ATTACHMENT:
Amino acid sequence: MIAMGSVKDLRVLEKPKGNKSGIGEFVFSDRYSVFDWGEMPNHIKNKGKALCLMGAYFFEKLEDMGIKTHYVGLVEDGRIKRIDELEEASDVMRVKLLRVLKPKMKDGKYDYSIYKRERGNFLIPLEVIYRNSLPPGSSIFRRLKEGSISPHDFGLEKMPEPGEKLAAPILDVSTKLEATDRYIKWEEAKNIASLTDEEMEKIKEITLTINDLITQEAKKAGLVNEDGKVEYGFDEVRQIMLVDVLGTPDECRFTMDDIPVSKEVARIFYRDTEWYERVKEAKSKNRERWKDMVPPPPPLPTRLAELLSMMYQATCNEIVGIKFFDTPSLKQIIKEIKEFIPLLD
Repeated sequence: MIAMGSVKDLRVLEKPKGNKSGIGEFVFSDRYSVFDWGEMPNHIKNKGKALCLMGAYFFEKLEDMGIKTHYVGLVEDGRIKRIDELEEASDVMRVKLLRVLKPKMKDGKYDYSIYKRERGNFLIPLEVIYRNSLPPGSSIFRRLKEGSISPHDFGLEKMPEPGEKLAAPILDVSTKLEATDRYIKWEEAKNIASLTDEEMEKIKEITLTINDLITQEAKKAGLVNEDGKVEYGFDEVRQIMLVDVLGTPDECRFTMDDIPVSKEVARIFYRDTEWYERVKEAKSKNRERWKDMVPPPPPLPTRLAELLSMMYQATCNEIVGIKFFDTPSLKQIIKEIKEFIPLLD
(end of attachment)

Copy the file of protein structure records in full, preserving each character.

Amino acid sequence: MIAMGSVKDLRVLEKPKGNKSGIGEFVFSDRYSVFDWGEMPNHIKNKGKALCLMGAYFFEKLEDMGIKTHYVGLVEDGRIKRIDELEEASDVMRVKLLRVLKPKMKDGKYDYSIYKRERGNFLIPLEVIYRNSLPPGSSIFRRLKEGSISPHDFGLEKMPEPGEKLAAPILDVSTKLEATDRYIKWEEAKNIASLTDEEMEKIKEITLTINDLITQEAKKAGLVNEDGKVEYGFDEVRQIMLVDVLGTPDECRFTMDDIPVSKEVARIFYRDTEWYERVKEAKSKNRERWKDMVPPPPPLPTRLAELLSMMYQATCNEIVGIKFFDTPSLKQIIKEIKEFIPLLD
Repeated sequence: MIAMGSVKDLRVLEKPKGNKSGIGEFVFSDRYSVFDWGEMPNHIKNKGKALCLMGAYFFEKLEDMGIKTHYVGLVEDGRIKRIDELEEASDVMRVKLLRVLKPKMKDGKYDYSIYKRERGNFLIPLEVIYRNSLPPGSSIFRRLKEGSISPHDFGLEKMPEPGEKLAAPILDVSTKLEATDRYIKWEEAKNIASLTDEEMEKIKEITLTINDLITQEAKKAGLVNEDGKVEYGFDEVRQIMLVDVLGTPDECRFTMDDIPVSKEVARIFYRDTEWYERVKEAKSKNRERWKDMVPPPPPLPTRLAELLSMMYQATCNEIVGIKFFDTPSLKQIIKEIKEFIPLLD